A new protocol has been introduced in the tribunal which will allow a Judge, with the agreement of the parties, to make a provisional assessment on the merits or otherwise of a case and remedy. The aim is to attempt to encourage settlement between the parties at an earlier stage in proceedings, saving everyone time and money. This is good news for employers who often feel that unrepresented parties would benefit from some practical guidance in the event of a claim lacking merit. However, it can equally apply where an employer’s defence is weak.
The assessment is given without an evaluation of the evidence and is not binding. It cannot be referred to if the case proceeds and the Judge in question can not ultimately be involved in the final hearing. Such assessment would only take place after the issues had been clarified and case management order timetabling issues such as disclosure of documents had been dealt with, usually during a preliminary hearing.
The Shared Parental Leave Regulations allow the parents to share the care of their child in its first year of life, by allowing the mother to forfeit part of her maternity leave and transfer some or all of it to the father, in one continuous block or in smaller chunks. Some employers allow the mother to take her share of any such leave at enhanced rates to mirror their company maternity policies. Network Rail adopted such a policy but indicated that male employees taking such leave would only receive payment at the statutory rate, in accordance with their minimum legal obligations . Both parents worked for Network Rail. Mr Snell, the father, claimed indirect sex discrimination. By the time of the hearing Network Rail conceded the policy was discriminatory and Mr Snell was awarded just short of £30,000, £6000 for injury to feelings and the remainder to cover the difference in pay rates.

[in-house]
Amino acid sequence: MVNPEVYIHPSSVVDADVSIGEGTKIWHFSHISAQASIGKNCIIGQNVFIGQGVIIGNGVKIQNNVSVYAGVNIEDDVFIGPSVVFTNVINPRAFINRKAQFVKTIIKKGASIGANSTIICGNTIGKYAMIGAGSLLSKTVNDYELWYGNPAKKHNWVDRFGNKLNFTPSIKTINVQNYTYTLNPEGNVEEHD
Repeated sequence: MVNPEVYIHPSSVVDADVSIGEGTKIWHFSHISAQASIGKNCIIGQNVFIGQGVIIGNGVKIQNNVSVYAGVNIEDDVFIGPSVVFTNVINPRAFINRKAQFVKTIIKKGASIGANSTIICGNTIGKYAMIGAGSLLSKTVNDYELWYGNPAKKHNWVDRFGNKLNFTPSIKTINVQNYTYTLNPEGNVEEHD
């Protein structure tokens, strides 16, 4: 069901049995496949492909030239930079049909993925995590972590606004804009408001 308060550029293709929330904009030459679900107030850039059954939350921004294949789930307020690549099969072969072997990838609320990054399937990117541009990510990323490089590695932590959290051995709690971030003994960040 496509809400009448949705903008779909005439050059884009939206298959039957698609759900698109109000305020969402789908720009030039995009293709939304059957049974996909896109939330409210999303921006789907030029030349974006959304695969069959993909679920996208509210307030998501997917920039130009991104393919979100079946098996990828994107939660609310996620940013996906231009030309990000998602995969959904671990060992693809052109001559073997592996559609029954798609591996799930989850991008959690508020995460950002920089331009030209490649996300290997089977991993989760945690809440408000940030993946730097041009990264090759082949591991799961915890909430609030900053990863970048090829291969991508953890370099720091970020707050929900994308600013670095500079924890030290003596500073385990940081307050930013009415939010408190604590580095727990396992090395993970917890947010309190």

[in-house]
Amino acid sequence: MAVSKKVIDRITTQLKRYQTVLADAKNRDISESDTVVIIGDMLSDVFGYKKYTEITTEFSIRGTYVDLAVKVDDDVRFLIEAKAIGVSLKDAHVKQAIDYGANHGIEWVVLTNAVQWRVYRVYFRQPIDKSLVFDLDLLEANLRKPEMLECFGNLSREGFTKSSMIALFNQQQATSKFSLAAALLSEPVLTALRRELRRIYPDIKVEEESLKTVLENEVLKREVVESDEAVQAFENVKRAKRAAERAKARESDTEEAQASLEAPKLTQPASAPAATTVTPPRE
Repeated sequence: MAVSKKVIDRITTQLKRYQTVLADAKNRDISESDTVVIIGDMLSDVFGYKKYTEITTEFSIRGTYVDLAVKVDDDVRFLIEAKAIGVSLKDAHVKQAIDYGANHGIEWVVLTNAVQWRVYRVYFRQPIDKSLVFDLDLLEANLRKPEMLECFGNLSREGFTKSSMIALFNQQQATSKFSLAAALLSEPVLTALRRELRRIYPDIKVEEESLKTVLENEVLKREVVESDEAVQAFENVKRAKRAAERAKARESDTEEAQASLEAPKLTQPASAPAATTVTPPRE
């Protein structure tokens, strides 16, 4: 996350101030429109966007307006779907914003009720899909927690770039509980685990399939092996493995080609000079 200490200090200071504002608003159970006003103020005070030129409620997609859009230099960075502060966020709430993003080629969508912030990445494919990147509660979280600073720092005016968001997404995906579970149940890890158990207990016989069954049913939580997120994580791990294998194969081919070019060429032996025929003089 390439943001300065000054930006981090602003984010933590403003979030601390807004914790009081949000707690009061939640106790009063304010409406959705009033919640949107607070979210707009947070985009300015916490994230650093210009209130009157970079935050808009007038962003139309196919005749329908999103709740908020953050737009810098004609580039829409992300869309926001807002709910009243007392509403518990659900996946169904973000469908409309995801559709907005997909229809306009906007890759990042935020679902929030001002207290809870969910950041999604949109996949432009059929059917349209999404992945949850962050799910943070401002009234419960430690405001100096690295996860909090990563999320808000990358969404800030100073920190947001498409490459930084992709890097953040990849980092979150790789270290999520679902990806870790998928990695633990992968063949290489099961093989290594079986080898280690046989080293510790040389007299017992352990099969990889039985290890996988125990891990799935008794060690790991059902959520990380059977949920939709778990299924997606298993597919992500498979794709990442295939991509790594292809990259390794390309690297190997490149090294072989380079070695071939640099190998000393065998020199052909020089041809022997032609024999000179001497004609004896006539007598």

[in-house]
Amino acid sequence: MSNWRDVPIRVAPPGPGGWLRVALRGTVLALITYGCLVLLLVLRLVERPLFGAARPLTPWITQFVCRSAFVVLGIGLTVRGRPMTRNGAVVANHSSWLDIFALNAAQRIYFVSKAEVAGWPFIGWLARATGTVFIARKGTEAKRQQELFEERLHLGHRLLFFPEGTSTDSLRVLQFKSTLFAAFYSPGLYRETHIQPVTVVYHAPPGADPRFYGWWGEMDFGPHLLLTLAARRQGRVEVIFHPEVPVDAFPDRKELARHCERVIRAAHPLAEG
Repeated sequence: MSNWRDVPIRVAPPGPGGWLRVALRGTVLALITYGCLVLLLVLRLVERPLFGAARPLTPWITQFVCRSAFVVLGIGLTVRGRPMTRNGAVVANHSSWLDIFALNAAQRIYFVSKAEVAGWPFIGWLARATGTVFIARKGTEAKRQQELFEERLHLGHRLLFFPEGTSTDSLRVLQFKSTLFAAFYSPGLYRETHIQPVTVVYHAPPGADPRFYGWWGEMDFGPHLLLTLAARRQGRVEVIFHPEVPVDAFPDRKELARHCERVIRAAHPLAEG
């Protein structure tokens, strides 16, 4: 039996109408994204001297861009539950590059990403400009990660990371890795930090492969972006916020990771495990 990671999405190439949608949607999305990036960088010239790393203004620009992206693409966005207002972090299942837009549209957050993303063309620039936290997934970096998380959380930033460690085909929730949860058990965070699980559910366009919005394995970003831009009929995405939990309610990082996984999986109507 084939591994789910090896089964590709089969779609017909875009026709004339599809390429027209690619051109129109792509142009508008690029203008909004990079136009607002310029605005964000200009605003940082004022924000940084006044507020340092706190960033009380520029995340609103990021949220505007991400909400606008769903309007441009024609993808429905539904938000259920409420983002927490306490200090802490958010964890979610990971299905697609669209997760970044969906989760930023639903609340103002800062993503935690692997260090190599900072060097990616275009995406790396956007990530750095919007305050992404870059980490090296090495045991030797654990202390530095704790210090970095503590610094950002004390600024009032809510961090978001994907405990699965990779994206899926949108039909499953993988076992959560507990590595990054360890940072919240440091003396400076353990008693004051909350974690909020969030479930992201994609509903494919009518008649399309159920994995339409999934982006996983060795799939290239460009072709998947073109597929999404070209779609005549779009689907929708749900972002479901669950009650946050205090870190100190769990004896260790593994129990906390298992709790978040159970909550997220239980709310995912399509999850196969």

Whilst the decision is not binding, it is interesting that the company decided to drop its argument that there was no discrimination as the correct comparator was a female taking shared parental leave who was neither the mother nor primary carer, and their argument that even if discriminatory, the policy was justified as a proportionate means of ensuring the retention of female employees in a male dominated environment. The arguments have never therefore been decided upon. Instead, employers are now even more likely to remove enhanced pay rates for shared parental leave in their entirety to remove any risk of claims, thereby making the likelihood of employees taking up such arrangements even less likely for financial reasons.
It appears that the Government has watered down proposals that would require employers to disclose details as to what percentage of their workforce is non-British, publish a breakdown of the nationality of their workforce and be required to provide training to British workers and recruit locally, rather than from abroad.
Suggestions had been made that employers that failed to comply could have been named and shamed by the Government. It has now been clarified that that would not be the case. The reasoning behind the idea is said to be a way of encouraging better behaviour and upskilling the local labour force. Critics have called it ‘unsettling’, suggested it will encourage xenophobia and would drive people and business out of British Society. A few have compared the policy to that metered out by Hitler’s Third Reich. Those businesses that rely heavily on the use of foreign workers will need to watch this consultation carefully.
If you would like to discuss any issues raised in this article, we have specific employment law expertise in advising in this area. For further advice, please contact Angela Gorton.
Please note this information is provided by way of example and may not be complete and is certainly not intended to constitute legal advice. You should take bespoke advice for your circumstances.